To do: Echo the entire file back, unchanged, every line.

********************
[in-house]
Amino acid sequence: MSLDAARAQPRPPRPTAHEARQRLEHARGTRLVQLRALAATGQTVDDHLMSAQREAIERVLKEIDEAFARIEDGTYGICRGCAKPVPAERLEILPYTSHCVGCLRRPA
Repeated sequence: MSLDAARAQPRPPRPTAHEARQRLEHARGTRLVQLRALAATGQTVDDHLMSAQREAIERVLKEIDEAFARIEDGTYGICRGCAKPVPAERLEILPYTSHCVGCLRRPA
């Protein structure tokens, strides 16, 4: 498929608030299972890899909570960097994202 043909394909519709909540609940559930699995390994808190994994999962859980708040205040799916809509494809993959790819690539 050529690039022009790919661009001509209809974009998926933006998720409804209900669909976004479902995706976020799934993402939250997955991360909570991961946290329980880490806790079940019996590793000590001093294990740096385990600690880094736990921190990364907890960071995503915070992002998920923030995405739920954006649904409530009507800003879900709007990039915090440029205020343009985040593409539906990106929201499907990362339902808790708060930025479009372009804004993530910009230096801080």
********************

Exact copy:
[in-house]
Amino acid sequence: MSLDAARAQPRPPRPTAHEARQRLEHARGTRLVQLRALAATGQTVDDHLMSAQREAIERVLKEIDEAFARIEDGTYGICRGCAKPVPAERLEILPYTSHCVGCLRRPA
Repeated sequence: MSLDAARAQPRPPRPTAHEARQRLEHARGTRLVQLRALAATGQTVDDHLMSAQREAIERVLKEIDEAFARIEDGTYGICRGCAKPVPAERLEILPYTSHCVGCLRRPA
């Protein structure tokens, strides 16, 4: 498929608030299972890899909570960097994202 043909394909519709909540609940559930699995390994808190994994999962859980708040205040799916809509494809993959790819690539 050529690039022009790919661009001509209809974009998926933006998720409804209900669909976004479902995706976020799934993402939250997955991360909570991961946290329980880490806790079940019996590793000590001093294990740096385990600690880094736990921190990364907890960071995503915070992002998920923030995405739920954006649904409530009507800003879900709007990039915090440029205020343009985040593409539906990106929201499907990362339902808790708060930025479009372009804004993530910009230096801080």